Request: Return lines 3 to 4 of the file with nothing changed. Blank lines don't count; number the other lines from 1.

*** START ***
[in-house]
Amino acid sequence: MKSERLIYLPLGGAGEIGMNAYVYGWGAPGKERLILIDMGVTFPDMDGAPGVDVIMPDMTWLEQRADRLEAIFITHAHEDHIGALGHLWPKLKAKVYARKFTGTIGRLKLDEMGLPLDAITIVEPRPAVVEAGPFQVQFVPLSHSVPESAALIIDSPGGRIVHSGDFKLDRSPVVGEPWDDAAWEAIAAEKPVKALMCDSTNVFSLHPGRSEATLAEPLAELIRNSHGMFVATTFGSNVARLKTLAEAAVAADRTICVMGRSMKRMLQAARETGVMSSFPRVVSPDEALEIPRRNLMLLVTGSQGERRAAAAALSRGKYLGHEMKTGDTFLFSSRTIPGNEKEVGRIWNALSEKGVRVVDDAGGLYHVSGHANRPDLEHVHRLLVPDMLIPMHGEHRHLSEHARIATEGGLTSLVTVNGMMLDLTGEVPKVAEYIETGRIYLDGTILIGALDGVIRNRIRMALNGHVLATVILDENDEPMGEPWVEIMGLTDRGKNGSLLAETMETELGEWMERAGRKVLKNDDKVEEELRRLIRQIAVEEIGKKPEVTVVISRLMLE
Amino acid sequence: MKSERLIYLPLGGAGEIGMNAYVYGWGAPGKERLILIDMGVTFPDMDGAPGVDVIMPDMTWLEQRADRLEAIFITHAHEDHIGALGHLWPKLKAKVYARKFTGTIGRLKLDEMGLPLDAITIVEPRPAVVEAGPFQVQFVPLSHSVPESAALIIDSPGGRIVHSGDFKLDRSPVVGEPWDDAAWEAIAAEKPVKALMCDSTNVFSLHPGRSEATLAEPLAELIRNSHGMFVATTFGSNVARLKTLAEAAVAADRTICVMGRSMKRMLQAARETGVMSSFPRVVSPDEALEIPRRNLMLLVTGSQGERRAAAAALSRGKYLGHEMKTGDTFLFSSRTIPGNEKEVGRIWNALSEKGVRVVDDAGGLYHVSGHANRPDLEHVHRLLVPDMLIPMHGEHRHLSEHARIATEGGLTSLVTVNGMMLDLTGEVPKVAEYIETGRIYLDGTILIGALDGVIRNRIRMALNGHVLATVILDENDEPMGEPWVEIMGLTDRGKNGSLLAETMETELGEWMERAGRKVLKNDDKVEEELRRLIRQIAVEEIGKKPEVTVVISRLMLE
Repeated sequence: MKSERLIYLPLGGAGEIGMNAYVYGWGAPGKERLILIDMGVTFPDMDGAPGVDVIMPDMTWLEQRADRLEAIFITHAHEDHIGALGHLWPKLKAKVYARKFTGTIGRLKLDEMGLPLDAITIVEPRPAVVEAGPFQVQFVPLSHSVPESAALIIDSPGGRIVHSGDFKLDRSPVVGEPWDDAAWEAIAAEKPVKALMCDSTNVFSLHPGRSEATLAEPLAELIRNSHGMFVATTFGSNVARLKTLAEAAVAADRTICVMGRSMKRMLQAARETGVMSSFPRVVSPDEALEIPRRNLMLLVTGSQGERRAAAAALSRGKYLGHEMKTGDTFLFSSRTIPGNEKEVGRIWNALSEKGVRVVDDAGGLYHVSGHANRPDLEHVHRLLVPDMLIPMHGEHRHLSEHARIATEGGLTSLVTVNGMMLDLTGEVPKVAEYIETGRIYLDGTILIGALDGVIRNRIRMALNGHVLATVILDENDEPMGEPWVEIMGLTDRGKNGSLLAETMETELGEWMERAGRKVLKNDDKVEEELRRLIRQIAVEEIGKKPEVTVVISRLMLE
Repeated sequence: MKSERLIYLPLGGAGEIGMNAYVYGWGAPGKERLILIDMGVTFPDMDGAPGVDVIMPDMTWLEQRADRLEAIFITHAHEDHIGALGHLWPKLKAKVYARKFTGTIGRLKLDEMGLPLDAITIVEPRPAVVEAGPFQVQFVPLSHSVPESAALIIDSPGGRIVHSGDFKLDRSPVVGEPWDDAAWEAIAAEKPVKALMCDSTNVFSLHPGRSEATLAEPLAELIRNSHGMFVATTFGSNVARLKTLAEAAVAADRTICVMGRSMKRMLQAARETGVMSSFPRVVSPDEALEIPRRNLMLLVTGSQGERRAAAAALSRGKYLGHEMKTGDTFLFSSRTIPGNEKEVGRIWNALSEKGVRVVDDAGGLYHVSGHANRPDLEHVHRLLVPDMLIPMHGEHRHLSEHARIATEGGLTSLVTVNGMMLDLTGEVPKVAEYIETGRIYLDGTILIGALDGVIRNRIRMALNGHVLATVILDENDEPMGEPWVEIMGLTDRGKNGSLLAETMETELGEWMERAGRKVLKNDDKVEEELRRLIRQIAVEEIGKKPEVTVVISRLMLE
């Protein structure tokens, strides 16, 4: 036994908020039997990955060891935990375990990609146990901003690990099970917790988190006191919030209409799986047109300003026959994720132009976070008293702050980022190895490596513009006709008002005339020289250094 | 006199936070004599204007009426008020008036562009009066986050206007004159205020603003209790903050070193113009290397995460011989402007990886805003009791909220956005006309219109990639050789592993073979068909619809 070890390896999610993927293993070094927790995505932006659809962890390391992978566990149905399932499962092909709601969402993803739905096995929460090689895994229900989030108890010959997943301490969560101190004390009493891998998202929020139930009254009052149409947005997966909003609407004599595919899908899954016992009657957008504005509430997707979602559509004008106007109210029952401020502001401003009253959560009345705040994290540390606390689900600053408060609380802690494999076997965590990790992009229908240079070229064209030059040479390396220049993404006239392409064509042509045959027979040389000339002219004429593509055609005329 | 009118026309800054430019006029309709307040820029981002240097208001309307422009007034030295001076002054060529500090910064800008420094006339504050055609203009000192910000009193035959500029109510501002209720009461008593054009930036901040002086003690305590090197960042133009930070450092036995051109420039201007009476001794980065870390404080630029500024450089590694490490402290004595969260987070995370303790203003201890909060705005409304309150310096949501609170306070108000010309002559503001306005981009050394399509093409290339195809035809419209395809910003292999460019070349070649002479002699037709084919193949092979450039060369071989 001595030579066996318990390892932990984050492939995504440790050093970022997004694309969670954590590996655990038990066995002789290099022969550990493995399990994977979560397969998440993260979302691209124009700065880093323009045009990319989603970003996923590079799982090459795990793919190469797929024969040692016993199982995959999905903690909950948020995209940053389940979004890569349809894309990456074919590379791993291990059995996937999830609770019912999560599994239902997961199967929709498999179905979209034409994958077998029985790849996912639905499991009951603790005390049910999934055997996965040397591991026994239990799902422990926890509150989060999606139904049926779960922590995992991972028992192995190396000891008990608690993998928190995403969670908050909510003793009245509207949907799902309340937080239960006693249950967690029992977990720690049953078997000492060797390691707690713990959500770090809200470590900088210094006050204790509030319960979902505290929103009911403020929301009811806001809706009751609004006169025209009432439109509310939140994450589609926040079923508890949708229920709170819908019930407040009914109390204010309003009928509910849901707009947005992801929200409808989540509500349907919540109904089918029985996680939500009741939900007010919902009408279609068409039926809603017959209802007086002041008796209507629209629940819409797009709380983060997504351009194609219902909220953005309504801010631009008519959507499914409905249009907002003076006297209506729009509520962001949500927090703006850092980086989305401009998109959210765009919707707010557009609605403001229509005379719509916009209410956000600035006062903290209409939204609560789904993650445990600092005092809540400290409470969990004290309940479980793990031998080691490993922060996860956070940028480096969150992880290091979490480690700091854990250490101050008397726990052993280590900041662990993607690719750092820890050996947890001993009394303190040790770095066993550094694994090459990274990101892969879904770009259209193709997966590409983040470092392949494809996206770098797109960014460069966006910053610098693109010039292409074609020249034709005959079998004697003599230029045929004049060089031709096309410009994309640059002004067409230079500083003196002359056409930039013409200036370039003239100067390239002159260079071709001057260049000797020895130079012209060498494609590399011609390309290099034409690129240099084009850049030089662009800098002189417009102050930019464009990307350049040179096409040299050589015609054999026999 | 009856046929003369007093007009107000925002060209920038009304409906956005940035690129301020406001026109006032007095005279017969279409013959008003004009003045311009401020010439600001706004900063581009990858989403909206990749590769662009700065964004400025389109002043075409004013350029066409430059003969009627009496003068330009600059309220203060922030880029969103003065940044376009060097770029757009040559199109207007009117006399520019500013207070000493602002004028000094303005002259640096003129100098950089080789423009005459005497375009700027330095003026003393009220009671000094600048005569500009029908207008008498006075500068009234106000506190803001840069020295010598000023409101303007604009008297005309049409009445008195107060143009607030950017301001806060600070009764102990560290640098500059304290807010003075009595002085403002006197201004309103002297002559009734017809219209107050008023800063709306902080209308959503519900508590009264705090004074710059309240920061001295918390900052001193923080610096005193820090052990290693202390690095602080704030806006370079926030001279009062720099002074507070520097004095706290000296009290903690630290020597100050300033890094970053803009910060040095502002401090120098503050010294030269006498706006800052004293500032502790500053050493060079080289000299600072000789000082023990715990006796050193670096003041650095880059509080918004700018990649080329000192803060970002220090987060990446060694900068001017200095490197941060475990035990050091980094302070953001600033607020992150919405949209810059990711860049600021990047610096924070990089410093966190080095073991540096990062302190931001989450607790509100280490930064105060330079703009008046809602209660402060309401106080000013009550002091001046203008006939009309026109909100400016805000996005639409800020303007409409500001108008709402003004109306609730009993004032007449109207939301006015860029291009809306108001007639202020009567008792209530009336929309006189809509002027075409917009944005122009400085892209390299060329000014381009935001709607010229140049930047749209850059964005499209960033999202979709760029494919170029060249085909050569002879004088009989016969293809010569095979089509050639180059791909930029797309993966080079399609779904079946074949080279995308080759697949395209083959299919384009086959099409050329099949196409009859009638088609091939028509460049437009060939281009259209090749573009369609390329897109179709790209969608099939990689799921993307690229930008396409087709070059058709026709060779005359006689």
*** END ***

Amino acid sequence: MKSERLIYLPLGGAGEIGMNAYVYGWGAPGKERLILIDMGVTFPDMDGAPGVDVIMPDMTWLEQRADRLEAIFITHAHEDHIGALGHLWPKLKAKVYARKFTGTIGRLKLDEMGLPLDAITIVEPRPAVVEAGPFQVQFVPLSHSVPESAALIIDSPGGRIVHSGDFKLDRSPVVGEPWDDAAWEAIAAEKPVKALMCDSTNVFSLHPGRSEATLAEPLAELIRNSHGMFVATTFGSNVARLKTLAEAAVAADRTICVMGRSMKRMLQAARETGVMSSFPRVVSPDEALEIPRRNLMLLVTGSQGERRAAAAALSRGKYLGHEMKTGDTFLFSSRTIPGNEKEVGRIWNALSEKGVRVVDDAGGLYHVSGHANRPDLEHVHRLLVPDMLIPMHGEHRHLSEHARIATEGGLTSLVTVNGMMLDLTGEVPKVAEYIETGRIYLDGTILIGALDGVIRNRIRMALNGHVLATVILDENDEPMGEPWVEIMGLTDRGKNGSLLAETMETELGEWMERAGRKVLKNDDKVEEELRRLIRQIAVEEIGKKPEVTVVISRLMLE
Repeated sequence: MKSERLIYLPLGGAGEIGMNAYVYGWGAPGKERLILIDMGVTFPDMDGAPGVDVIMPDMTWLEQRADRLEAIFITHAHEDHIGALGHLWPKLKAKVYARKFTGTIGRLKLDEMGLPLDAITIVEPRPAVVEAGPFQVQFVPLSHSVPESAALIIDSPGGRIVHSGDFKLDRSPVVGEPWDDAAWEAIAAEKPVKALMCDSTNVFSLHPGRSEATLAEPLAELIRNSHGMFVATTFGSNVARLKTLAEAAVAADRTICVMGRSMKRMLQAARETGVMSSFPRVVSPDEALEIPRRNLMLLVTGSQGERRAAAAALSRGKYLGHEMKTGDTFLFSSRTIPGNEKEVGRIWNALSEKGVRVVDDAGGLYHVSGHANRPDLEHVHRLLVPDMLIPMHGEHRHLSEHARIATEGGLTSLVTVNGMMLDLTGEVPKVAEYIETGRIYLDGTILIGALDGVIRNRIRMALNGHVLATVILDENDEPMGEPWVEIMGLTDRGKNGSLLAETMETELGEWMERAGRKVLKNDDKVEEELRRLIRQIAVEEIGKKPEVTVVISRLMLE